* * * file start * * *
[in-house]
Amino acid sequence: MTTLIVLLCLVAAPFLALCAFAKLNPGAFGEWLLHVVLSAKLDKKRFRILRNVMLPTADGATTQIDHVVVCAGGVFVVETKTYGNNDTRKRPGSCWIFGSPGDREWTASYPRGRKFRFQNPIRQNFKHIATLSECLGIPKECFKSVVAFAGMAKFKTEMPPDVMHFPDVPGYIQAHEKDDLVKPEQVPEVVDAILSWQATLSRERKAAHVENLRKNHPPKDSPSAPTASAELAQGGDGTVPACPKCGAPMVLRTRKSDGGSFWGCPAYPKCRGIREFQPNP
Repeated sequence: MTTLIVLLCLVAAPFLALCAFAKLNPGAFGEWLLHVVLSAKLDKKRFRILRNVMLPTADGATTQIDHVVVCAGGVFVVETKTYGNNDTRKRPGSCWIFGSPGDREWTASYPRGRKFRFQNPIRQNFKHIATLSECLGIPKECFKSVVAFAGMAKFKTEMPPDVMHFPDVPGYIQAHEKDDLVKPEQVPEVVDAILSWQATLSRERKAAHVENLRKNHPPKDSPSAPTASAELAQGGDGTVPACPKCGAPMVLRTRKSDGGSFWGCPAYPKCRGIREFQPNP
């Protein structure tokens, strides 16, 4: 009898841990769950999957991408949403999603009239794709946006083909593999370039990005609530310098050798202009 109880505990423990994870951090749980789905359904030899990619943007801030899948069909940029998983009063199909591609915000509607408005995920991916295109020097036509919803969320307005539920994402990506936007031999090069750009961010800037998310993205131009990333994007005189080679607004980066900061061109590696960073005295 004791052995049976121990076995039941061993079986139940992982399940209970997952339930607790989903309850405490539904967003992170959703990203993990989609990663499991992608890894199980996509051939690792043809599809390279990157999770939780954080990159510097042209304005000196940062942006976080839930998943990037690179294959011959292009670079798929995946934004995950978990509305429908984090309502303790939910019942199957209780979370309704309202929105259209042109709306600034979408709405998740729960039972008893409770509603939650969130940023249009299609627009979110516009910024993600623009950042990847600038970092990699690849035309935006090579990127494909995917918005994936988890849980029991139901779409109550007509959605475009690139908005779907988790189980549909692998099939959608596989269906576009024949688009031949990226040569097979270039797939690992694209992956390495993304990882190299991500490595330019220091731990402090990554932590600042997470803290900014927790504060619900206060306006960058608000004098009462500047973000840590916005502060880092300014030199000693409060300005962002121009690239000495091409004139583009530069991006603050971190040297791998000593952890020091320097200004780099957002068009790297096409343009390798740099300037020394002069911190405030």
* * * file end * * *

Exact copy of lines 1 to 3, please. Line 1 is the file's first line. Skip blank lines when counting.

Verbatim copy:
[in-house]
Amino acid sequence: MTTLIVLLCLVAAPFLALCAFAKLNPGAFGEWLLHVVLSAKLDKKRFRILRNVMLPTADGATTQIDHVVVCAGGVFVVETKTYGNNDTRKRPGSCWIFGSPGDREWTASYPRGRKFRFQNPIRQNFKHIATLSECLGIPKECFKSVVAFAGMAKFKTEMPPDVMHFPDVPGYIQAHEKDDLVKPEQVPEVVDAILSWQATLSRERKAAHVENLRKNHPPKDSPSAPTASAELAQGGDGTVPACPKCGAPMVLRTRKSDGGSFWGCPAYPKCRGIREFQPNP
Repeated sequence: MTTLIVLLCLVAAPFLALCAFAKLNPGAFGEWLLHVVLSAKLDKKRFRILRNVMLPTADGATTQIDHVVVCAGGVFVVETKTYGNNDTRKRPGSCWIFGSPGDREWTASYPRGRKFRFQNPIRQNFKHIATLSECLGIPKECFKSVVAFAGMAKFKTEMPPDVMHFPDVPGYIQAHEKDDLVKPEQVPEVVDAILSWQATLSRERKAAHVENLRKNHPPKDSPSAPTASAELAQGGDGTVPACPKCGAPMVLRTRKSDGGSFWGCPAYPKCRGIREFQPNP